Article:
Shifting classical Indian music into the 21st century

Audio 20:06
Daniel Brown

This week we meet artists with passionate links to Indian classical music. But young Sona Mohapatra and the veteran dance duo from France, Brigitte Chataignier and Michel Lestréhan, use very different approaches to transmit their passion. From traditional to modern visions, they explore untested ground in India’s great musical heritage.


“In the entertainment industry of India, things are very cliched and primitive,” explains Sona dryly, her dark eyes flashing with anger. She sits back, ignoring the large crowds milling around the Womex trade fair, and shoots from the hip.

“It’s male-dominated and women with a point of view have to be put in their place. I have a good laugh because I won’t be put in any place but where I choose to be.”

Quiz of the Week

Singer Sona Mohapatra works regularly with talented composer Ram Sapath. They recently brought out a single inspired by one of Nusrat Fateh Ali Khan’s songs. Can you send us the name of the tune? The answer is in the programme. You are invited to listen to it and mail your answers to

She chuckles, understating just how successful she has been. Sona has become a household name in India and performed in concerts across the world. And she has done all of this on her own terms.

“I’m very excited at the moment. We artists are no longer dependent on regular channels to release our music. I didn’t wait around for Sony to bring out my latest album Rat Din. With my open contract, I did it myself. Since then, I’ve gone to 22 countries, supported by a certain telephone mobile brand, and promoted it myself. It’s doing tremendously well.”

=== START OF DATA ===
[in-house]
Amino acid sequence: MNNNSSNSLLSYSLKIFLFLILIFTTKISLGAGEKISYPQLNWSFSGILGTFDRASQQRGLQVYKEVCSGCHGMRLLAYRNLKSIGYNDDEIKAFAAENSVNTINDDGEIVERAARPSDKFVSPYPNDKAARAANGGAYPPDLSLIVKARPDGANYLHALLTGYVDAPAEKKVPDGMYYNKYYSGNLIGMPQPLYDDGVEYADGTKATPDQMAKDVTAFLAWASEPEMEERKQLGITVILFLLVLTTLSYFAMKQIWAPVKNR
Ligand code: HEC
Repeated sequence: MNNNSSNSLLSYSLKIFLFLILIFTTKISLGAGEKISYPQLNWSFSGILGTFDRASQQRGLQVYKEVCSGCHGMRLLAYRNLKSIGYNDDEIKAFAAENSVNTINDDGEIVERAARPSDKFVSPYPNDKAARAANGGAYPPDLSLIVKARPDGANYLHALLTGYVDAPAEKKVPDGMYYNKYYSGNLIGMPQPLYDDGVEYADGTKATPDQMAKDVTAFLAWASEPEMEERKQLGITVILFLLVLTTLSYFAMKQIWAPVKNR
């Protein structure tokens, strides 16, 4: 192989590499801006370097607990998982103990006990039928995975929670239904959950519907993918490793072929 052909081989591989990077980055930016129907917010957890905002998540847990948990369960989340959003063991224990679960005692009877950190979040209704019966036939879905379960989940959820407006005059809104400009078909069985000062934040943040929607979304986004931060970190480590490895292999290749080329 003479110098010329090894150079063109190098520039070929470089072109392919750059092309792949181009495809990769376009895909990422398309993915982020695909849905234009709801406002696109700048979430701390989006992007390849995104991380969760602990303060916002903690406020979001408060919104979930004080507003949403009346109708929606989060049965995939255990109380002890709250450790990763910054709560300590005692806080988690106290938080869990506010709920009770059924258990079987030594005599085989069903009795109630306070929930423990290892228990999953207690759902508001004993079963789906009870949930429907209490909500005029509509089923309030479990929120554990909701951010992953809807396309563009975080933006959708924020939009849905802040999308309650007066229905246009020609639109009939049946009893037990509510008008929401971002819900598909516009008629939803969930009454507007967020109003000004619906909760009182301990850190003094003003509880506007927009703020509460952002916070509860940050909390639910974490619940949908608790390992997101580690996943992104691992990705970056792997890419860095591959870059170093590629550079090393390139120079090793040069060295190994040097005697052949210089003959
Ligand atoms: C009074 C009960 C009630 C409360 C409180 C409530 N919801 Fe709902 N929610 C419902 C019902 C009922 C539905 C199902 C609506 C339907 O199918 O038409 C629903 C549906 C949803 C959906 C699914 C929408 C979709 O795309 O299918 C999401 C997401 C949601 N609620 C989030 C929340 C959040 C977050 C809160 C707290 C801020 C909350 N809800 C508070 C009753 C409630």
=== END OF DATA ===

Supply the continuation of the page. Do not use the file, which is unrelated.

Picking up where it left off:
Rat Din means “night and day”. It reflects Sona’s ability to mix her classical Hindustani training with rock, pop and even Romani music. This dexterity has opened her up to unlikely collaborations like the remix of “Afterglow” with the legendary Australian band Inxs. The vibrant performer reflects her city of Mumbai well: she combines tradition with unbridled modernisation and energy.

“It was very tough,” she admits. “I had to convince show organisers I was fronting a band. They have set archetypes, you see: woman she be with dancers dressed up in some colourful outfits. Or,” she says provocatively, “you’re ugly, plumpy and serious. You can’t be both. You can be looking good and be a credible performer.”

It took an eight-year stint in India for Brigitte Chataignier and Michel Lestréhan to convince Indian traditionalists they were worthy students of classical Indian dancing.

Since then, their Prana dance troupe have successfully combined traditional Mohini Attam dance with contemporary inventions of their own. Their latest choreographic invention, a production they call Ganga and Kalam, is being performed in Paris until March 2011.

Meanwhile, Chataigner has shown she has an ability to adapt her art in the cinema world. She is the associate director of the 2008 documentary The Dance of the Enchantress. The film has been shown widely to critical acclaim on both sides of the Channel.

Albums picked by Daniel Brown for World Tracks on Radio France Internationale


Here is Daniel Brown's choice of albums played on World Tracks this month:

1) Asmara’s got soul, Asmara All Stars (Outhere), Eritrea/France.
2) My Roots, Suzanna Owiyo (KKV), Kenya.
3) Dem Naa, Naby (Iris Music), Senegal.
4) Cool Beats for Hot Dancers, various artists (WMD), various.
5) Patita Salada, Edith Tamayo (Snail Records), .Mexico.
6) Afrocubism, various artists (World Circuit), Cuba/Mali.
 7) A la Panxa del Bou, La Troba Kung-fu (Chesapik), Spain/Catalunia.
8) i Vinens Speil, Mahsa Vahdat & SKRUK (KKV), Iran/Norway.
9) Shukta My Hometown, Shukta (Fosim), Macedonia/Roma.
10) Aou Amwin, Danyel Waro (Cobalt), Reunion Island.,-le-nouvel-album-de-Dany%C3%A8l-Waro


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